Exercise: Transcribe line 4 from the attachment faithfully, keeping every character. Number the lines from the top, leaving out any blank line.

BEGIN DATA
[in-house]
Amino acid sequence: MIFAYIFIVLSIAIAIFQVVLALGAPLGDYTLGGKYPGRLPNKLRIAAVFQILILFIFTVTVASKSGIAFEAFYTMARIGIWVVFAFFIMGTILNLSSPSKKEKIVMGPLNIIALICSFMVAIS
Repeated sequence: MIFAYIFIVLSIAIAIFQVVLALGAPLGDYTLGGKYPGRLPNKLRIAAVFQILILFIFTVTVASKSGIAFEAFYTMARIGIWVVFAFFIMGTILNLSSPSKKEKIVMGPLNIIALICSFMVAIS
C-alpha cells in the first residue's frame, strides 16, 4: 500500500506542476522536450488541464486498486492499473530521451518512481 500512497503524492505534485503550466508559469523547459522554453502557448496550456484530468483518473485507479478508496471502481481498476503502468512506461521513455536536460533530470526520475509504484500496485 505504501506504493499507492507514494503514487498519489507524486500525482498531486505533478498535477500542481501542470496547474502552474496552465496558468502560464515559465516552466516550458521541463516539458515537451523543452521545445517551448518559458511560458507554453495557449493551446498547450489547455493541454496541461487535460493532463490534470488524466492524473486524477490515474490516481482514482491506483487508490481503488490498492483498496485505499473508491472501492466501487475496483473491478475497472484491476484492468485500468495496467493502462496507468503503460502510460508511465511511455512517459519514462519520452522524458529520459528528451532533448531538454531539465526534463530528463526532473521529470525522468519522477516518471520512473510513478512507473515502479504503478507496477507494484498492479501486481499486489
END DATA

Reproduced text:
C-alpha cells in the first residue's frame, strides 16, 4: 500500500506542476522536450488541464486498486492499473530521451518512481 500512497503524492505534485503550466508559469523547459522554453502557448496550456484530468483518473485507479478508496471502481481498476503502468512506461521513455536536460533530470526520475509504484500496485 505504501506504493499507492507514494503514487498519489507524486500525482498531486505533478498535477500542481501542470496547474502552474496552465496558468502560464515559465516552466516550458521541463516539458515537451523543452521545445517551448518559458511560458507554453495557449493551446498547450489547455493541454496541461487535460493532463490534470488524466492524473486524477490515474490516481482514482491506483487508490481503488490498492483498496485505499473508491472501492466501487475496483473491478475497472484491476484492468485500468495496467493502462496507468503503460502510460508511465511511455512517459519514462519520452522524458529520459528528451532533448531538454531539465526534463530528463526532473521529470525522468519522477516518471520512473510513478512507473515502479504503478507496477507494484498492479501486481499486489